Though getting divorced can be a positive life change, it is one of the most emotional and stressful ordeals a person can go through. It feels like someone you loved dearly has died, and their slightly petty, erratically cruel but sometimes nostalgic ghost is haunting you, mostly through random texts and social media. It utterly blows, and feeding oneself during the process can be a for-real struggle.
A person who is getting divorced is — in most cases — a person who is grieving, and grieving people can have a hard time keeping themselves nourished.
Just as you would feed a friend whose love one has died, feeding a friend who is going through a divorce (or any mega breakup) is an act of compassion that can make a real difference. Showing up with a casserole is never a bad plan, but there are other ways you can feed your broken-hearted buddy, some of which require no cooking on your part.
The circumstances surrounding death are always a surprise. Even when it isn't sudden, when it has been expected for weeks - months, even - there is always the shock of absence and loss, and the overwhelming feeling that comes with all of the details that need to be tended to while in the throes of grief.
It's in those moments that people tend to neglect their own well being, as self-care often ends up as a last priority after taking care of children and sorting out funeral arrangements.
First, assess what kind of grief eater they are
Everyone grieves differently, and everyone eats differently when dealing with grief. While your first impulse may be to bombard your friend with gluttonous comfort foods, keep in mind that stress can wreak havoc on digestion, so a simple dish of poached chicken and white rice may be more comforting than a greasy pizza.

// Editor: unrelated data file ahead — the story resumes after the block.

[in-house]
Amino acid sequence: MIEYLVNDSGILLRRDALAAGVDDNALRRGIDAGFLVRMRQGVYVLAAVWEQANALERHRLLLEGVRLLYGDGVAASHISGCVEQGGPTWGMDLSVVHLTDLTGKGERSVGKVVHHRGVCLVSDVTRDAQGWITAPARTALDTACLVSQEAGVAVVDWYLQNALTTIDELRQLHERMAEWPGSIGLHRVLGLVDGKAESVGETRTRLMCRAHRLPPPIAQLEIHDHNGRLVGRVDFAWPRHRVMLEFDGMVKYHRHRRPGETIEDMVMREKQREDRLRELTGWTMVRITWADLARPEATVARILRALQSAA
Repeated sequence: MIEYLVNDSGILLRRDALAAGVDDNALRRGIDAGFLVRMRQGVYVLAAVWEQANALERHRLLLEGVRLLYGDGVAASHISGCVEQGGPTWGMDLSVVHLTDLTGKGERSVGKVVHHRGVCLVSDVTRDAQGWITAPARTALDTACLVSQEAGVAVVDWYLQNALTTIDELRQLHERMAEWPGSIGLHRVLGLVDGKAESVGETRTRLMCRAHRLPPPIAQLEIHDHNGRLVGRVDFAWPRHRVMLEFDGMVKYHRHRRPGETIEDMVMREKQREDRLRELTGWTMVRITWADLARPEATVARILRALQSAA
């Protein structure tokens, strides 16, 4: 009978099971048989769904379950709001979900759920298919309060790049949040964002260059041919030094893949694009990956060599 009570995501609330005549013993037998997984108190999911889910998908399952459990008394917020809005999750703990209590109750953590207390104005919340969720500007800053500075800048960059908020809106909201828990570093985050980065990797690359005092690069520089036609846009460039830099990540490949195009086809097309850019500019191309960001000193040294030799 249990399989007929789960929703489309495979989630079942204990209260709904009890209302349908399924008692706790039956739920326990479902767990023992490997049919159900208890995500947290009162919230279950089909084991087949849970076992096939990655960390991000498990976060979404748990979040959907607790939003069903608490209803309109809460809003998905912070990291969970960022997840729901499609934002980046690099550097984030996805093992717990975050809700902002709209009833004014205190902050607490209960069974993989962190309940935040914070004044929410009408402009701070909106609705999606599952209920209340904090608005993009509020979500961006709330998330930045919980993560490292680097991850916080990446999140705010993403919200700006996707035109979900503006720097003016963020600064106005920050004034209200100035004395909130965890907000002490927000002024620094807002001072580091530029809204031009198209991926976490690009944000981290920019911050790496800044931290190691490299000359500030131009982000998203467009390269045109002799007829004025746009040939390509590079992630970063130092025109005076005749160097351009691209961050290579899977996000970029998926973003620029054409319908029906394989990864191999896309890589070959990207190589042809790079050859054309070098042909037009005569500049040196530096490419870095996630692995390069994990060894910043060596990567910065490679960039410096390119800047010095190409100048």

If, however, they are really leaning into the Ben & Jerry’s, drop off a couple of pints, along with their favourite chips, and something a little more healthful to balance out the frozen dairy desserts. (Fresh produce is always good, especially easily-peeled citrus, pre-cut pineapple, or veggies and a really good dip.)
Minimise or eliminate the work on their part
Cooking is work, and it’s very likely your friend already has a job. Heating something may seem like no big deal, but mundane tasks can become overwhelming when one’s entire life has been thrown into disarray. Everyone has a favourite comforting sandwich — for me, it’s bologna and American cheese on white bread — and dropping by with all the fixings will ensure your friend has the ability to throw together a meal without heating a thing.
Also, do not sleep on a snack board. Meats, cheeses, really good crackers, and all sorts of pickled things are extremely easy to eat while depressed, without seeming like something a depressed person would eat.
If they are up to a small amount of kitchen appliance interaction, pick up some excellent frozen foods — Trader Joe’s has some good stuff — or their favourite flavour instant ramen or macaroni and cheese. Again, try and include some vegetables—adding even a handful of frozen vegetables to instant ramen boosts the nourishing factor.
Embrace the modern world we live in
Do not force your friend to go out into the world and sit in a restaurant, for spontaneously crying in a restaurant is generally frowned upon. Instead, lean into this golden age of apps and get your friend a gift card to whatever food delivery service is popular in your area. (You can also directly order them food from a restaurant, but that would require coordinating on timing, and they may not be up to that.)
If you’re not sure which of these approaches is the best fit for your soon-to-be-thriving divorcée, ask, making sure to indicate that they are under no pressure whatsoever to hang out or eat with you, but that you’re there if needed. Being a good friend during times of stress is not about mind reading, it’s about making people feel less alone, particularly when they may be struggling with feelings of isolation and abandonment.
If nothing else, stopping by with a batch of freshly-baked cookies or tub of hot soup shows them that someone is thinking and caring about them, which can be easy to forget during a divorce.